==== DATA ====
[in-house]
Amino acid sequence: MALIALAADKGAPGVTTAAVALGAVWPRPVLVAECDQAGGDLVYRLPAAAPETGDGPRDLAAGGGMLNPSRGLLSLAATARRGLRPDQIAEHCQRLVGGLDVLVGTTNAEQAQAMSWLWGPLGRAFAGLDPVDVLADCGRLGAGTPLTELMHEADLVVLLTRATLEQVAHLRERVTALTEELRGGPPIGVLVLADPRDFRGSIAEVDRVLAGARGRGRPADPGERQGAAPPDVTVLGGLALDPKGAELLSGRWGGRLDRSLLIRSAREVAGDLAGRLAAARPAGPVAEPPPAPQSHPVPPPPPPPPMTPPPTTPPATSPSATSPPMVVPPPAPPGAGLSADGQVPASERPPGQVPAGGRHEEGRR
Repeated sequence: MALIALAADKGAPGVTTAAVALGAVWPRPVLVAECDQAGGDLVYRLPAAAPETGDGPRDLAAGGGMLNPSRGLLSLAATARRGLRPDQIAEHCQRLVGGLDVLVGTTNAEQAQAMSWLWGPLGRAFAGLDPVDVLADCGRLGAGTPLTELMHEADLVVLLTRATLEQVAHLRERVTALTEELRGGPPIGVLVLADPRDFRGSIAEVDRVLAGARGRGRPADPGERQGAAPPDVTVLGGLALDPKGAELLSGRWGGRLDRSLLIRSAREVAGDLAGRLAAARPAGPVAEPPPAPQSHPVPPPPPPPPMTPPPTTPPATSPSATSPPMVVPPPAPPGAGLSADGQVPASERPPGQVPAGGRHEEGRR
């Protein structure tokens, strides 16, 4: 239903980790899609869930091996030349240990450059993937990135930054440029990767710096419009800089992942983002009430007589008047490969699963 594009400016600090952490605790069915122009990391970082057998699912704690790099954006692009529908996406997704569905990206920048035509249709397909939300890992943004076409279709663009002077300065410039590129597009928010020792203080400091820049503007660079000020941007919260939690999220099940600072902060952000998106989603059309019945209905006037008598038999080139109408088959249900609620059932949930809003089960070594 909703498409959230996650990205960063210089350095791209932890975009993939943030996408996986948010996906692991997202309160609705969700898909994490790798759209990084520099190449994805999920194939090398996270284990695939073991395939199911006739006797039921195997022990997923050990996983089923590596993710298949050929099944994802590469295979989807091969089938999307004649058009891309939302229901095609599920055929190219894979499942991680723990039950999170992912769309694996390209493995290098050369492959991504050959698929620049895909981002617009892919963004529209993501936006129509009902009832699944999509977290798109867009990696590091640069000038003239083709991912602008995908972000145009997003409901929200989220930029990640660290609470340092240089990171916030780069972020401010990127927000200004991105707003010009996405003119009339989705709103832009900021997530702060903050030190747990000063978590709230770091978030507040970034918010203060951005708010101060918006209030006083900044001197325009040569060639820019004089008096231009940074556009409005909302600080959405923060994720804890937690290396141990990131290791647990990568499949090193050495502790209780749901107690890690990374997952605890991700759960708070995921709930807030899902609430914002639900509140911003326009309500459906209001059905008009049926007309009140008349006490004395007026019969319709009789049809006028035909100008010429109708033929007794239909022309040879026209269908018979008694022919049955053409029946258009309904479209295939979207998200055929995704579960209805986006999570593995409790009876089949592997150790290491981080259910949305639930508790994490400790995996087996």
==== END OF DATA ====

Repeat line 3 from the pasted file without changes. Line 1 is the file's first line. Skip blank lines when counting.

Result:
Repeated sequence: MALIALAADKGAPGVTTAAVALGAVWPRPVLVAECDQAGGDLVYRLPAAAPETGDGPRDLAAGGGMLNPSRGLLSLAATARRGLRPDQIAEHCQRLVGGLDVLVGTTNAEQAQAMSWLWGPLGRAFAGLDPVDVLADCGRLGAGTPLTELMHEADLVVLLTRATLEQVAHLRERVTALTEELRGGPPIGVLVLADPRDFRGSIAEVDRVLAGARGRGRPADPGERQGAAPPDVTVLGGLALDPKGAELLSGRWGGRLDRSLLIRSAREVAGDLAGRLAAARPAGPVAEPPPAPQSHPVPPPPPPPPMTPPPTTPPATSPSATSPPMVVPPPAPPGAGLSADGQVPASERPPGQVPAGGRHEEGRR